Snob2.jpg (8295 bytes)

          Playing with old railroad scrap.

After this clearing the Big Snowbird Trail is very hard to follow. Here it begins its' many crossings of this pristine creek. There aren't any alternate trails to keep your feet dry so in cold weather or times of high water you may want to back track to the trailhead. From here to the you will notice thick grass and Rhododendron along the trail. Brook trout are residents of this creek, proving that this water is very "clean". Because of the erosion caused by careless logging practices, the creeks in this area supported no fish population for many years. Thankfully the creek has completely recovered and now supports a healthy fish population including the "Brookies".

    Snowb1.jpg (17551 bytes)

      One of many creek crossings after Upper Falls.

This section of trail is not very well traveled, possibly due to the many creek crossings. It is difficult to follow the trail because of the numerous washouts that must be negotiated. The railroad grades weren't built to last forever.

Recently at the Ranger Station one hiker said that he wouldn't recommend this section of trail ( or lack thereof ) to anyone. He went on to say "If you have some sins that you may want to do penance for, this is the trail to do!"

If you happen to get "turned around" just remember that the "trail" follows the creek.

     Snob1.jpg (19281 bytes)

                           Trail washout.                            

At 8.5 miles the trail junctions with the Mitchell Lick Trail. This is a welcome sight after thrashing through the rhododendron!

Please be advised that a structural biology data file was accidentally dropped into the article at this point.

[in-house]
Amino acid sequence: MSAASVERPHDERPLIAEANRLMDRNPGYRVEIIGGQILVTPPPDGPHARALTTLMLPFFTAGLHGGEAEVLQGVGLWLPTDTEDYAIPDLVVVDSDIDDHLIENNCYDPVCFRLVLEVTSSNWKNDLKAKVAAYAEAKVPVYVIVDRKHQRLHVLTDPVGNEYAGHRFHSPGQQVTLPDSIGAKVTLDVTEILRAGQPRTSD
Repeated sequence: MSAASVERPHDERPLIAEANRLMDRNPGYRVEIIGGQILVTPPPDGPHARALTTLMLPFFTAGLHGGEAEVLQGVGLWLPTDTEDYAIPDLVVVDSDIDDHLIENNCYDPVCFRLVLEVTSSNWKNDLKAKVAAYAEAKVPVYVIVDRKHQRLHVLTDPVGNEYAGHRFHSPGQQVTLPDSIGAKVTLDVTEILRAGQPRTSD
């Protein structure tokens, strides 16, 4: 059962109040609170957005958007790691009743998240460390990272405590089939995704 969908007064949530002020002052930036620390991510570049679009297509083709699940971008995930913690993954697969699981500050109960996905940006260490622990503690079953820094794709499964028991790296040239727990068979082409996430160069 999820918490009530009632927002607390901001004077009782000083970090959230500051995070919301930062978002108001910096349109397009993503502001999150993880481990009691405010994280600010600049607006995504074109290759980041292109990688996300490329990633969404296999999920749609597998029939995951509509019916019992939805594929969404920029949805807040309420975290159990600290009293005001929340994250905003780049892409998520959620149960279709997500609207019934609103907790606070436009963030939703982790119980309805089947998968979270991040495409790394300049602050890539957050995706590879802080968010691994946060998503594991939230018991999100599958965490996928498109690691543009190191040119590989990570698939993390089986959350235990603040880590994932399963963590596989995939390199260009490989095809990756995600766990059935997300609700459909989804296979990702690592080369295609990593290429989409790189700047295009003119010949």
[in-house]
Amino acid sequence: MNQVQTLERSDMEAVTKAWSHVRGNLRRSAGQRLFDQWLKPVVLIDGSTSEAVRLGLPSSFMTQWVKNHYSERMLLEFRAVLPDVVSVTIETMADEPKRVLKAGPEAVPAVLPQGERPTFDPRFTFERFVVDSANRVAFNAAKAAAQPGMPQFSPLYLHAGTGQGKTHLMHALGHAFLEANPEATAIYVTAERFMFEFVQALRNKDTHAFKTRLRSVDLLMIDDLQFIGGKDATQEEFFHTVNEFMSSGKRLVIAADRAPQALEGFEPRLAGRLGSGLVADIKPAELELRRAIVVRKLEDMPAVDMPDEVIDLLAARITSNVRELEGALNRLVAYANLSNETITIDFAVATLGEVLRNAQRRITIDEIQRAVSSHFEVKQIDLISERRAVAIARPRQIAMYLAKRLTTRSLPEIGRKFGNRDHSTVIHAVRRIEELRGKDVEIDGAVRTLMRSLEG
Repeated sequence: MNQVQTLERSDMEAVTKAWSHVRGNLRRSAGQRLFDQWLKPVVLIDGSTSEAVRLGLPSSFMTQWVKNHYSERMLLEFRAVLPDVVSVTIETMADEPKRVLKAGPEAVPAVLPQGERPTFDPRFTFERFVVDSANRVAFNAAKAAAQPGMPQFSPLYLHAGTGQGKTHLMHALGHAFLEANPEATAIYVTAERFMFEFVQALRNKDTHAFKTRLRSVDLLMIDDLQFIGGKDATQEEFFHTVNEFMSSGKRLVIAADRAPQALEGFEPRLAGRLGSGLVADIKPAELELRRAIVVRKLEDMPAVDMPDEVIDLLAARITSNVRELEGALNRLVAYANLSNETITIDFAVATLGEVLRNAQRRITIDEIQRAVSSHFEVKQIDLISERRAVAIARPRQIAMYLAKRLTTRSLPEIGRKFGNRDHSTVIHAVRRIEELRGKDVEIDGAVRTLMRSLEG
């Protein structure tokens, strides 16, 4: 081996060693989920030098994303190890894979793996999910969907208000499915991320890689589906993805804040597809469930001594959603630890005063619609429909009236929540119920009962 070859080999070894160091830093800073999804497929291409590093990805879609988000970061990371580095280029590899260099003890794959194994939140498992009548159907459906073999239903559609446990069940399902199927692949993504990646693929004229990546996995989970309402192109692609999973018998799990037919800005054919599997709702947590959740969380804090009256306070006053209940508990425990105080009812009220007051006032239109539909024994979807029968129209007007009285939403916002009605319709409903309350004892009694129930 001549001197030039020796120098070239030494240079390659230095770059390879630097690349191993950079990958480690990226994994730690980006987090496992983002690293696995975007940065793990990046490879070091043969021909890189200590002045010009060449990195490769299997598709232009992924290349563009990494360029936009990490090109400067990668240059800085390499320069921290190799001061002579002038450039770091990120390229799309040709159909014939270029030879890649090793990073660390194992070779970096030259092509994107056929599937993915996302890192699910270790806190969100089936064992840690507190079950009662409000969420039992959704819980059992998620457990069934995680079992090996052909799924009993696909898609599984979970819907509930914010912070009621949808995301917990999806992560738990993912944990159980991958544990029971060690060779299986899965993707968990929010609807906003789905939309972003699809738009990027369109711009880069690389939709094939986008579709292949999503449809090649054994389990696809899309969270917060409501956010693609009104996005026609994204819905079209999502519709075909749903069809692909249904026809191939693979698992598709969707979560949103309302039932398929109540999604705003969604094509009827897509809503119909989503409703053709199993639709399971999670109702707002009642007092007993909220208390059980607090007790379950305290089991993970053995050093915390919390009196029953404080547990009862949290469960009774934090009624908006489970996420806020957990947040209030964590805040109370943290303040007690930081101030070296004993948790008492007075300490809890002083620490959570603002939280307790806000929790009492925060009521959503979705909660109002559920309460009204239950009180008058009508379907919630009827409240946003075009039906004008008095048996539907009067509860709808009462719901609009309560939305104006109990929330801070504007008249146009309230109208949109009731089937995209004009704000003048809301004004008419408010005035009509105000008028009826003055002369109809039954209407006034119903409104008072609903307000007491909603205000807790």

Snowb4.jpg (17304 bytes) 

Filtering water from Snowbird Creek

The Mitchell Lick Trail (#154) leads up (1.5 miles) past the King Meadows Trail (63). To continue to the Skyway, and your other vehicle, continue your climb to the junction with the Hooper Bald Trail. At this junction, a left will take you .1 mile to the parking area on the Cherohala Skyway. A right will take you to Hooper Bald in just one fifth of a mile.

The Cherohala Skyway was a very controversial issue during its planning and construction. The local residents needed a highway to connect with Tellico Plains for hunting, tourism and other purposes. Environmentalists fought this highway because it cut through unspoiled wilderness and because it severed important migratory paths for several species. Rare animals and not so rare animals have been affected adversely. Migratory paths that had been previously untouched since the beginning of time, were changed forever. The result has been the reduction of the population of some wildlife species.

       skyway.jpg (13244 bytes)

          The Cherohala Skyway cutting through the wilderness

Enjoy the breathtaking views that can be observed from the parking areas cleverly placed along this Skyway. The ride from Big Junction to the starting point is the "Icing on the cake" and a great way to complete this hiking trip.


To reach the trail head, take Route 143 west out of Robbinsville, NC. After passing views of Santeetlah Lake on the right you will see Snowbird Rd (S.R.1127) intersecting with Rt. 143 on the left. Turn here and continue for approximately 2 miles or 3/10 mile past Robbinsons Grocery. Turn left on Little Snowbird Rd.Continue on Little Snowbird Road for approximately two miles. Look for Big Snowbird Rd-(State Road 1120) a dirt road on the right. This is FR 75. Turn right here and follow it until the end. This is the trail head. The Snowbird trail is straight ahead and over a large berm.

To reach Big Junction and the car drop off, continue on 143 out of Robbinsville, past Snowbird Road and continue on until Route 143 becomes the Cherohala Skyway. After a spectacular drive to the higher elevations, enter the Hooper Bald rest area on the left. It is a developed rest area that is past the 5000 elevation sign and on the left. The graveled Trailhead begins at the picnic tables. Follow the trail signs to enter the Snowbird Basin. Drop one of the vehicles off here and double back to FR 75. Overnight parking is allowed.

Map it from your house with MapQuest>>

Camping Information

  to the page that you came from